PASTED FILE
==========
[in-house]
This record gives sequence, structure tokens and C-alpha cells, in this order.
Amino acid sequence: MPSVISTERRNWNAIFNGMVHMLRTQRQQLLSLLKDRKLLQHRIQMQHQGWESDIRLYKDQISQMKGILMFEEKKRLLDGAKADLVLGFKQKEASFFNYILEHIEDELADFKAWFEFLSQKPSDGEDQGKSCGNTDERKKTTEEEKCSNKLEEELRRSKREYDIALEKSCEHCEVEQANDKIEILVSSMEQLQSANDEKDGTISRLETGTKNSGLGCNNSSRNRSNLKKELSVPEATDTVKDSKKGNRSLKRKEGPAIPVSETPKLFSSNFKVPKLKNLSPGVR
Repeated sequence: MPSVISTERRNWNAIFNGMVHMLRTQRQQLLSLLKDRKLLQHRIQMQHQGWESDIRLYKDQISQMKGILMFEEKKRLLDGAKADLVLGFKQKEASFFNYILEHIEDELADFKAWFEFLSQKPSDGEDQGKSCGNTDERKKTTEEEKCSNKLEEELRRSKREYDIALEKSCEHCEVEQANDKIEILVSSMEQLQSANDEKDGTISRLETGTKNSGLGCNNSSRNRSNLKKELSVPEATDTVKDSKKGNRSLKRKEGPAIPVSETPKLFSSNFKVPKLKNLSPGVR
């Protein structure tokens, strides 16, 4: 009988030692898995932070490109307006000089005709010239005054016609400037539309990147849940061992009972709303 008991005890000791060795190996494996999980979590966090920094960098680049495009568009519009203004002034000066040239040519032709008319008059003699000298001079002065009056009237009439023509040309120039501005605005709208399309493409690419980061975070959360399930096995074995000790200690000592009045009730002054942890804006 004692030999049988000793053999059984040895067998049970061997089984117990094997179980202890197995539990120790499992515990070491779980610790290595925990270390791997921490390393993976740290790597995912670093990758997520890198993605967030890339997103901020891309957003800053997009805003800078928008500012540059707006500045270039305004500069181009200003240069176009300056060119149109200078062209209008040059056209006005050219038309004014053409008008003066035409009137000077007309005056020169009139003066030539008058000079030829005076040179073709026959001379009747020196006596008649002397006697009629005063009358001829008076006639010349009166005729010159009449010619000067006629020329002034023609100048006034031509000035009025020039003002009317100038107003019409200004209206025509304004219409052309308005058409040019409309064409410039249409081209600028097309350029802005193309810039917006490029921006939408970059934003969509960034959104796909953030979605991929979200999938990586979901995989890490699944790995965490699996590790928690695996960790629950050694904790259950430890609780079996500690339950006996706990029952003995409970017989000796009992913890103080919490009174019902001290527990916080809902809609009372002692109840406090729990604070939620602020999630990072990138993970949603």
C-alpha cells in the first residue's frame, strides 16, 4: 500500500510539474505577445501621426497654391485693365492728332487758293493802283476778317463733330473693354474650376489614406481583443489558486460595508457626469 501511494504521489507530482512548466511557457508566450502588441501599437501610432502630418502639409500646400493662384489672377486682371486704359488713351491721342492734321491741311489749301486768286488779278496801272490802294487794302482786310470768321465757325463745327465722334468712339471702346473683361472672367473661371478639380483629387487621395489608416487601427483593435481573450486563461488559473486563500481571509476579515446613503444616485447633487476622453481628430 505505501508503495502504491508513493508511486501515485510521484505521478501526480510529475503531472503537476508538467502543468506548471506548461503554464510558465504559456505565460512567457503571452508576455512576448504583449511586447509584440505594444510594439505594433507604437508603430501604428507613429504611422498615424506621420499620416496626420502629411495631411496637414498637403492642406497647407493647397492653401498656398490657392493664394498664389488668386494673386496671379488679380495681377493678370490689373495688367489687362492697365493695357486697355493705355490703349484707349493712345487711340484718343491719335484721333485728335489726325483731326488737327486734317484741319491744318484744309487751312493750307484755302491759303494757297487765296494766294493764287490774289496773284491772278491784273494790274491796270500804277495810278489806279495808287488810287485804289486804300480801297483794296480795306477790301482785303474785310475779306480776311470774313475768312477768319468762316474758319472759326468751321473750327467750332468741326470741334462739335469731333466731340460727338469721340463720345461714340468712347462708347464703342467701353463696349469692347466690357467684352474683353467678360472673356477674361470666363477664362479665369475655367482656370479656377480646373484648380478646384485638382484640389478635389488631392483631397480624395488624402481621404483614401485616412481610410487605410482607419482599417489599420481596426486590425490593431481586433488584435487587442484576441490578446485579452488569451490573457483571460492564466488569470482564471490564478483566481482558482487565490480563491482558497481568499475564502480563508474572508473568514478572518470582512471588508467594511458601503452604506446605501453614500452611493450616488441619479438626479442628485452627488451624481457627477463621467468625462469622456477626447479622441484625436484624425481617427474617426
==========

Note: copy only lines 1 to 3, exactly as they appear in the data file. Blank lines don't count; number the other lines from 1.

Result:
[in-house]
This record gives sequence, structure tokens and C-alpha cells, in this order.
Amino acid sequence: MPSVISTERRNWNAIFNGMVHMLRTQRQQLLSLLKDRKLLQHRIQMQHQGWESDIRLYKDQISQMKGILMFEEKKRLLDGAKADLVLGFKQKEASFFNYILEHIEDELADFKAWFEFLSQKPSDGEDQGKSCGNTDERKKTTEEEKCSNKLEEELRRSKREYDIALEKSCEHCEVEQANDKIEILVSSMEQLQSANDEKDGTISRLETGTKNSGLGCNNSSRNRSNLKKELSVPEATDTVKDSKKGNRSLKRKEGPAIPVSETPKLFSSNFKVPKLKNLSPGVR